Almost a third of Abu Dhabi couples who went through divorce last year had been married for less than 12 months, according to official statistics.
And half of those seeking a split had been together for less than three years.
An Emirati psychologist said the high rate was likely down to rushed decisions made by young people who feel pressured to get married.
“People make mistakes, and there is a lot of pressure to get married, and then a lot of pressure to stay married, and people start young,” Dr Naser Al Riyami said.
“When you make the first realisation that 'this is not what I had expected', there is an option to heal and it has to be a choice made, and at the end of the day it is about realigning what you expect from this person,” he said.
Dr Al Riyami said high or unrealistic expectations can also contribute to the breakdown of a marriage.
“You would have an expectation of marriage and what it should be like, and then that expectation is broken,” he said.
“Usually there is a honeymoon phase when you get into a new relationship, it could last for hour or ten years.”
Dr Al Riyami said the onus was on both parties to keep working on the relationship.
“When you stop trying there is an auto default person that comes out of the other person and you have to deal with it, and this happens for both people in any relationship,” he said.
At that point, couples should “open the lines of communication and talk about these differences, and sometimes talk about relationship healing.”
Abu Dhabi Statistics Centre also said that 5,892 were married in the emirate in 2016.
While there was a rise in the number of marriage contracts signed in Abu Dhabi last year, the divorce rate has also gone up to 1,922 – a 4.8 per cent average annual increase rate since 1975.
Dr Al Riyami said the reason the divorce rates increased was foremost because the number of marriages also increased.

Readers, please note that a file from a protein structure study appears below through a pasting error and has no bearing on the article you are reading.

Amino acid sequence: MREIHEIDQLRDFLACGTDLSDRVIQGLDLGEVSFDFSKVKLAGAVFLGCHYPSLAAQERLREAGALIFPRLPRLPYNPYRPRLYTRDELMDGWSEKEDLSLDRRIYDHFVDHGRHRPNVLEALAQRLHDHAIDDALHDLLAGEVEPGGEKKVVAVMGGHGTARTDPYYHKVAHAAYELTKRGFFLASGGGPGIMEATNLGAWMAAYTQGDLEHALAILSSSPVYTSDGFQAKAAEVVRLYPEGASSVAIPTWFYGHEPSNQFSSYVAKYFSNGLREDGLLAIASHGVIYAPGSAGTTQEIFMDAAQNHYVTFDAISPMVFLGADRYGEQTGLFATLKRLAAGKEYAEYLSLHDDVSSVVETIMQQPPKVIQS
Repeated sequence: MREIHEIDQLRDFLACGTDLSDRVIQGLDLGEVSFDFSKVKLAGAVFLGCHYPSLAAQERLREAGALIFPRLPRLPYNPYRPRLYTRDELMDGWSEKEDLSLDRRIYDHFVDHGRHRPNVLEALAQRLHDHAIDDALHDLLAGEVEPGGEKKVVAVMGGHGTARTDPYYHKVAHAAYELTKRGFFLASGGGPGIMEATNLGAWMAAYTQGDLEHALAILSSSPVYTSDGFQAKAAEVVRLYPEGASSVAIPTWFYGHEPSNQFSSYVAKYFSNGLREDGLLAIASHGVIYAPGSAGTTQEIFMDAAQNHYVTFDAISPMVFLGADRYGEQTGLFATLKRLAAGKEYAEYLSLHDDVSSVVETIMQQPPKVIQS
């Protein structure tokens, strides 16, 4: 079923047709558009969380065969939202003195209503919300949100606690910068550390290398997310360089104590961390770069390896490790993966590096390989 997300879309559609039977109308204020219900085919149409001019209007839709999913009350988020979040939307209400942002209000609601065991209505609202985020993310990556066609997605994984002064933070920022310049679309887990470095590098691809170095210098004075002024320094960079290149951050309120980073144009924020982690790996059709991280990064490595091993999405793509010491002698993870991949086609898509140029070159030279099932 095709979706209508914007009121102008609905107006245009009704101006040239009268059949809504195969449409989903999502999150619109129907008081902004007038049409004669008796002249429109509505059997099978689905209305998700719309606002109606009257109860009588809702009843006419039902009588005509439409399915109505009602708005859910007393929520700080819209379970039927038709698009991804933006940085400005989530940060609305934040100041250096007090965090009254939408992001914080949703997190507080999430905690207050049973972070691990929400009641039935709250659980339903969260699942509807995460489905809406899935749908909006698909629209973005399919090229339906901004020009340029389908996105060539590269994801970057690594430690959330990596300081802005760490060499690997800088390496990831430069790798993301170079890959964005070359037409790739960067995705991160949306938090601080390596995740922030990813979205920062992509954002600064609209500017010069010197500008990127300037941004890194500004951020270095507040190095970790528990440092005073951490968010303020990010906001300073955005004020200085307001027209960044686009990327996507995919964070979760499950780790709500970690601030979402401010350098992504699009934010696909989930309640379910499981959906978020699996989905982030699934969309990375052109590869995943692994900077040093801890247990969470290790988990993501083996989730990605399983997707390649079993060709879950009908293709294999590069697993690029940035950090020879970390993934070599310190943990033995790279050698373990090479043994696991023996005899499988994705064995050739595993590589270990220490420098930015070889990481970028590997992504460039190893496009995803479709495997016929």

He said two ways to reduce divorce rates would be for people to either stop getting married, or make better choices when they get married.
Statistics showed that marriages between UAE nationals dropped slightly, to an average of 7.6 for every 1,000 Emiratis in 2016, as compared 7.9 in 2015.
Dr Al Riyami said reconciliation efforts between spouses are common and can be achieved through psychological counselling, government initiatives or systems such as the family guidance section that any couple filing for divorce must first go through before their divorce is granted.
The total percentage of mixed marriages - meaning between an Emirati and an expat - was 22.7 per cent.
The average age for Emirati men to get married reached 27.2, and for women it was 24.2.
In general, there were 0.7 divorce cases for every 1,000 people across the emirate of Abu Dhabi, 2.4 cases for every 1,000 nationals, and 0.4 cases for every 1,000 expats.
Last year, a study conducted by Zayed University, UAE University and Al Khwarizmi International College, found interference of family members, financial issues and lack of communication were among some of the biggest factors.
Dr Nicole Bromfield, associate professor in the university’s department of social work said “the single biggest cause overall mentioned by both men and women was family interference”.
Other experts have pointed to expectations of expensive lifestyles leading couples to overspend, adding pressure to early marriage.